That has been the reality for Caster Semenya, a South African Olympic champion, who has been at the center of the latest gender discrimination debate across the world. After crushing her competition in the women's 800-meter dash in 2016, Semenya was subjected to scrutiny from her peers based upon her physical appearance, calling her gender into question. Despite setting a new national record for South Africa and attaining the title of fifth fastest woman in Olympic history, Semenya's success was quickly brushed aside as she became a spectacle for all the wrong reasons.
Semenya's gender became a hot topic among reporters as the Olympic champion was subjected to sex testing by the International Association of Athletics Federations (IAAF). According to Ruth Padawer from the New York Times, Semenya was forced to undergo relentless examination by gender experts to determine whether or not she was woman enough to compete as one. While the IAAF has never released the results of their testing, that did not stop the media from making irreverent speculations about the athlete's gender.
Moments after winning the Berlin World Athletics Championship in 2009, Semenya was faced with immediate backlash from fellow runners. Elisa Cusma who suffered a whopping defeat after finishing in sixth place, felt as though Semenya was too masculine to compete in a women's race. Cusma stated, "These kind of people should not run with us. For me, she is not a woman. She's a man." While her statement proved insensitive enough, her perspective was acknowledged and appeared to be a mutually belief among the other white female competitors.
Fast forward to 2018, the IAAF issued new Eligibility Regulations for Female Classification (Athlete with Differences of Sexual Development) that apply to events from 400m to the mile, including 400m hurdles races, 800m, and 1500m. The regulations created by the IAAF state that an athlete must be recognized at law as either female or intersex, she must reduce her testosterone level to below 5 nmol/L continuously for the duration of six months, and she must maintain her testosterone levels to remain below 5 nmol/L during and after competing so long as she wishes to be eligible to compete in any future events. It is believed that these new rules have been put into effect to specifically target Semenya given her history of being the most recent athlete to face this sort of discrimination.
With these regulations put into effect, in combination with the lack of information about whether or not Semenya is biologically a female of male, society has seemed to come to the conclusion that Semenya is intersex, meaning she was born with any variation of characteristics, chromosomes, gonads, sex hormones, or genitals. After her initial testing, there had been alleged leaks to media outlets such as Australia's Daily Telegraph newspaper which stated that Semenya's results proved that her testosterone levels were too high. This information, while not credible, has been widely accepted as fact. Whether or not Semenya is intersex, society appears to be missing the point that no one is entitled to this information. Running off their newfound acceptance that the Olympic champion is intersex, it calls into question whether her elevated levels of testosterone makes her a man.
The IAAF published a study concluding that higher levels of testosterone do, in fact, contribute to the level of performance in track and field. However, higher testosterone levels have never been the sole determining factor for sex or gender. There are conditions that affect women, such as PCOS, in which the ovaries produce extra amounts of testosterone. However, those women never have their womanhood called into question, nor should they—and neither should Semenya.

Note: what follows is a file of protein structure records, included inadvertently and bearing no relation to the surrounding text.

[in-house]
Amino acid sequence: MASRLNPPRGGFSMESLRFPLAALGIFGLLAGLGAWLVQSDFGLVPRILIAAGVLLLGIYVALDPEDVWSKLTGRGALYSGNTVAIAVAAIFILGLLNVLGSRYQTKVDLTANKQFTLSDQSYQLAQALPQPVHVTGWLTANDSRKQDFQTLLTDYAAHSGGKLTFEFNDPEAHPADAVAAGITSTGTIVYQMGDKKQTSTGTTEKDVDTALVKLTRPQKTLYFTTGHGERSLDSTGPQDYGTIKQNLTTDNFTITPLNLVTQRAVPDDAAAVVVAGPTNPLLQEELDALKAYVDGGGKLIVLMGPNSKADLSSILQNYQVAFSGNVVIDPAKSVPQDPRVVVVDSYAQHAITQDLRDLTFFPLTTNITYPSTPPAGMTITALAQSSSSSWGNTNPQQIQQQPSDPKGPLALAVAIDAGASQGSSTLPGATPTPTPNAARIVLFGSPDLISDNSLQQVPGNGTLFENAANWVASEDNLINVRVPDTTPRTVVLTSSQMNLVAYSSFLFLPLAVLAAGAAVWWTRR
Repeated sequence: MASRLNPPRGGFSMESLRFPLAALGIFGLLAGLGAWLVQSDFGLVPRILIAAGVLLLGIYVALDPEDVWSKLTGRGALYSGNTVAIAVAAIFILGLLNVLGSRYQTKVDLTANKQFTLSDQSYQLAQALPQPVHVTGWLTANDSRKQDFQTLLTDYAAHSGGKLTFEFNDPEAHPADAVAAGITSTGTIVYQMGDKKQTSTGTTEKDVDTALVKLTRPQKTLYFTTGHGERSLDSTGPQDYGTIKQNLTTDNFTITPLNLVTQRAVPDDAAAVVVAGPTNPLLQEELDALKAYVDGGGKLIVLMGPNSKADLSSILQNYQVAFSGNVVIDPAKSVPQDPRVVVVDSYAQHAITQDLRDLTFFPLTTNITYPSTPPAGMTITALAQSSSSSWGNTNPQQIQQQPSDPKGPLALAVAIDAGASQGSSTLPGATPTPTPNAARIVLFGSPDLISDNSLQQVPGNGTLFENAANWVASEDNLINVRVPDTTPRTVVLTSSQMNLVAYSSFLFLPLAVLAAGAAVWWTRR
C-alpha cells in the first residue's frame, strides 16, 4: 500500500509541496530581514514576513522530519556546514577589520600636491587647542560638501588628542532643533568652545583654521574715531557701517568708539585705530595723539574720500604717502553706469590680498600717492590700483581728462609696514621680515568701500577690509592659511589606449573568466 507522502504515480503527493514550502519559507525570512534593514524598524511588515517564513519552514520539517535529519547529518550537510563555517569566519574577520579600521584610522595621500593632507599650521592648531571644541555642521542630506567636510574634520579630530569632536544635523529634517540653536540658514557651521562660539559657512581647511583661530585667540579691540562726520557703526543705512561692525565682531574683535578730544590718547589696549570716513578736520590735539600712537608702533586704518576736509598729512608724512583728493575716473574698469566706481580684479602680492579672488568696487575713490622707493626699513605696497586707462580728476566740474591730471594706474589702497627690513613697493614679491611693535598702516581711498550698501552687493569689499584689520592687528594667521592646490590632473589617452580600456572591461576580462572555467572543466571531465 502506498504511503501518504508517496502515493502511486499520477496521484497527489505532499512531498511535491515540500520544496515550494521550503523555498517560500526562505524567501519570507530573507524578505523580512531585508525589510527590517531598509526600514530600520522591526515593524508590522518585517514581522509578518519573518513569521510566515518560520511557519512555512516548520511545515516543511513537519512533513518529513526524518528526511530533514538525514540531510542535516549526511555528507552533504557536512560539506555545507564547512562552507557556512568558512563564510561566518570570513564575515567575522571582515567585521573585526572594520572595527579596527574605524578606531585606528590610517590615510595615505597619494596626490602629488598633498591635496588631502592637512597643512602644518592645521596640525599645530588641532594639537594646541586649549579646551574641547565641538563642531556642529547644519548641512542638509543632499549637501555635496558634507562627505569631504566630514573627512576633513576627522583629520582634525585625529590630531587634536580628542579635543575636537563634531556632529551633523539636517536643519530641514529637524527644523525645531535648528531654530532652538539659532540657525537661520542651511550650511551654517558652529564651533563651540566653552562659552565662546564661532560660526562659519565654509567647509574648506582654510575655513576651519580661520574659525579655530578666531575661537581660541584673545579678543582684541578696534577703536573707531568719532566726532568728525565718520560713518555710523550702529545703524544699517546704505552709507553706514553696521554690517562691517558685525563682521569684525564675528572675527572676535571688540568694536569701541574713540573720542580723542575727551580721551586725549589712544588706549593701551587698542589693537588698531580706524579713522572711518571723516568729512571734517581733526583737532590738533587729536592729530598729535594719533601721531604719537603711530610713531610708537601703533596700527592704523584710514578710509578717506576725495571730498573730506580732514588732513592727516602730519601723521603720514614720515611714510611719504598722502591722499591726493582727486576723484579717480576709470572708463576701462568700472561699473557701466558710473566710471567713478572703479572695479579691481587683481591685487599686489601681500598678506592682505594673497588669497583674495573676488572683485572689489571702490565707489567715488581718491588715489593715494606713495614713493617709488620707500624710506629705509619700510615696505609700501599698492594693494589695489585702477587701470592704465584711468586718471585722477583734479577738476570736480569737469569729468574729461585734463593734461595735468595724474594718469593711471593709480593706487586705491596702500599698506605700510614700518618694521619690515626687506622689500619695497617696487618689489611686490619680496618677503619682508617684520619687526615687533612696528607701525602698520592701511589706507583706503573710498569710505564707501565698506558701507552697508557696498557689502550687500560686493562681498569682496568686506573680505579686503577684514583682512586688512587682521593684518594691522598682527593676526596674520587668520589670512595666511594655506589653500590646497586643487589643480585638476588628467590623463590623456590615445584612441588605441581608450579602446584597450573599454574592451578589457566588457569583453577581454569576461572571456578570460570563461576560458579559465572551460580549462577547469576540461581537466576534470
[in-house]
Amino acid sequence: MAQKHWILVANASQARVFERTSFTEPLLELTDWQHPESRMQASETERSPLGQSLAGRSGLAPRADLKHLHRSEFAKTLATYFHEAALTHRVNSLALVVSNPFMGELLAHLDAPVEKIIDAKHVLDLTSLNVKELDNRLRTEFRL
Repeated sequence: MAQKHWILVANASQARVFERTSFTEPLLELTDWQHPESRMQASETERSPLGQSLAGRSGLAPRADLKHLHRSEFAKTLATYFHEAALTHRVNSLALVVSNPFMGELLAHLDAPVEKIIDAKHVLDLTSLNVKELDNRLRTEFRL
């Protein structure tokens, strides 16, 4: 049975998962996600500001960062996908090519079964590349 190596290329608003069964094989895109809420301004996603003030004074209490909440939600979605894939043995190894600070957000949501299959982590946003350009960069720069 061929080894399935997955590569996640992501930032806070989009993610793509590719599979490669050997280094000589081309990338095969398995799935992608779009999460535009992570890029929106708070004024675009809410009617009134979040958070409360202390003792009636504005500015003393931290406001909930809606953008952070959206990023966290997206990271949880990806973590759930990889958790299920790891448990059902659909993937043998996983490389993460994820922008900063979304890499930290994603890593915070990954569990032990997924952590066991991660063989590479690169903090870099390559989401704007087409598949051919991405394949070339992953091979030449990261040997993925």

Every aspect of the issue surrounding Semenya's body has been deplorable, to say the least. However, there has not been enough recognition as to how invasive and degrading sex testing actually is. For any woman, at any age, to have her body forcibly examined and studied like a science project by "experts" is humiliating and unethical. Under no circumstances have Semenya's health or well-being been considered upon discovering that her body allegedly produces an excessive amount of testosterone. For the sake of an organization, for the comfort of white female athletes who felt as though Semenya's gender was an unfair advantage against them, Semenya and other women like her, must undergo hormone treatment to reduce their performance to that of which women are expected to perform at. Yet some women within the athletic community are unphased by this direct attempt to further prove women as inferior athletes.
As difficult as this global invasion of privacy has been for the athlete, the humiliation and sense of violation is felt by her people in South Africa. Writer and activist, Kari, reported that Semenya has had the country's undying support since her first global appearance in 2009. Even after the IAAF released their new regulations, South Africans have refuted their accusations. Kari stated, "The Minister of Sports and Recreation and the Africa National Congress, South Africa's ruling party labeled the decision as anti-sport, racist, and homophobic." It is no secret that the build and appearance of Black women have always been met with racist and sexist commentary. Because Black women have never managed to fit into the European standard of beauty catered to and in favor of white women, the accusations of Semenya appearing too masculine were unsurprising.
Despite the countless injustices Semenya has faced over the years, she remains as determined as ever to return to track and field and compete amongst women as the woman she is. Her fight against the IAAF's regulations continues as the Olympic champion has been receiving and outpour of support in wake of the Association's decision. Semenya is determined to run again, win again, and set new and inclusive standards for women's sports.